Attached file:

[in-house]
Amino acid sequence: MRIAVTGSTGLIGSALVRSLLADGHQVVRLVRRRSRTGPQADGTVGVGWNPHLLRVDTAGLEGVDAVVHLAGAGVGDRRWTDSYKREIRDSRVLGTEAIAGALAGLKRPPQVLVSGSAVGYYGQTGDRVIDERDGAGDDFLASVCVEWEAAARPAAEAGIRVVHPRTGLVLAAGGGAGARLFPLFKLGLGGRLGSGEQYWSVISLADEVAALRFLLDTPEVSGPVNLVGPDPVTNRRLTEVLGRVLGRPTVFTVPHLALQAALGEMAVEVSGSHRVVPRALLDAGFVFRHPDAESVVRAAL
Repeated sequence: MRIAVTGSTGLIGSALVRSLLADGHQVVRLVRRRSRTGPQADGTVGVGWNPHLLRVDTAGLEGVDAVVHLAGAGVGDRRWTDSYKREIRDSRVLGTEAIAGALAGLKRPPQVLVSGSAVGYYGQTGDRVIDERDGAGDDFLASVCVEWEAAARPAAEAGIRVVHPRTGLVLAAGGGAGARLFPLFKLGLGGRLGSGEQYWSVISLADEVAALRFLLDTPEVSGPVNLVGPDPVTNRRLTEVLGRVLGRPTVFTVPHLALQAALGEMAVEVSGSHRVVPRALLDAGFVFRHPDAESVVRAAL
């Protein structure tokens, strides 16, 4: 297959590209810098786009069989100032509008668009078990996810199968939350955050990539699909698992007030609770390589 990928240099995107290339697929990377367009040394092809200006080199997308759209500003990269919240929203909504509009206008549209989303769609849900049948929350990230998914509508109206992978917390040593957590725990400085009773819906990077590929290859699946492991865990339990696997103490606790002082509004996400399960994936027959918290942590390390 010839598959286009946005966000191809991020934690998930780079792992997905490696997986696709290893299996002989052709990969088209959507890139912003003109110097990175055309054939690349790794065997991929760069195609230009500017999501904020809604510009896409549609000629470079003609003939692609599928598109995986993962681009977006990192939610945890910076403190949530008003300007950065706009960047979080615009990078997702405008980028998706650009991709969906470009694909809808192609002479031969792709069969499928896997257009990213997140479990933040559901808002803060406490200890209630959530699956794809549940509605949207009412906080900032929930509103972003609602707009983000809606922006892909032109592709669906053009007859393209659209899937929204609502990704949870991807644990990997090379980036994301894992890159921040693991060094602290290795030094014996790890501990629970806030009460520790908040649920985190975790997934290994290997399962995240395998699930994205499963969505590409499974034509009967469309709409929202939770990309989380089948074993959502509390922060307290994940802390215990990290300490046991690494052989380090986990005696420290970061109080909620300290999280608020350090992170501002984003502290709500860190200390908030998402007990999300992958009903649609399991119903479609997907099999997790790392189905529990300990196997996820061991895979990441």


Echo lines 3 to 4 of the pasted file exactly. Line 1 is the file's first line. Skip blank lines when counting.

Repeated sequence: MRIAVTGSTGLIGSALVRSLLADGHQVVRLVRRRSRTGPQADGTVGVGWNPHLLRVDTAGLEGVDAVVHLAGAGVGDRRWTDSYKREIRDSRVLGTEAIAGALAGLKRPPQVLVSGSAVGYYGQTGDRVIDERDGAGDDFLASVCVEWEAAARPAAEAGIRVVHPRTGLVLAAGGGAGARLFPLFKLGLGGRLGSGEQYWSVISLADEVAALRFLLDTPEVSGPVNLVGPDPVTNRRLTEVLGRVLGRPTVFTVPHLALQAALGEMAVEVSGSHRVVPRALLDAGFVFRHPDAESVVRAAL
């Protein structure tokens, strides 16, 4: 297959590209810098786009069989100032509008668009078990996810199968939350955050990539699909698992007030609770390589 990928240099995107290339697929990377367009040394092809200006080199997308759209500003990269919240929203909504509009206008549209989303769609849900049948929350990230998914509508109206992978917390040593957590725990400085009773819906990077590929290859699946492991865990339990696997103490606790002082509004996400399960994936027959918290942590390390 010839598959286009946005966000191809991020934690998930780079792992997905490696997986696709290893299996002989052709990969088209959507890139912003003109110097990175055309054939690349790794065997991929760069195609230009500017999501904020809604510009896409549609000629470079003609003939692609599928598109995986993962681009977006990192939610945890910076403190949530008003300007950065706009960047979080615009990078997702405008980028998706650009991709969906470009694909809808192609002479031969792709069969499928896997257009990213997140479990933040559901808002803060406490200890209630959530699956794809549940509605949207009412906080900032929930509103972003609602707009983000809606922006892909032109592709669906053009007859393209659209899937929204609502990704949870991807644990990997090379980036994301894992890159921040693991060094602290290795030094014996790890501990629970806030009460520790908040649920985190975790997934290994290997399962995240395998699930994205499963969505590409499974034509009967469309709409929202939770990309989380089948074993959502509390922060307290994940802390215990990290300490046991690494052989380090986990005696420290970061109080909620300290999280608020350090992170501002984003502290709500860190200390908030998402007990999300992958009903649609399991119903479609997907099999997790790392189905529990300990196997996820061991895979990441």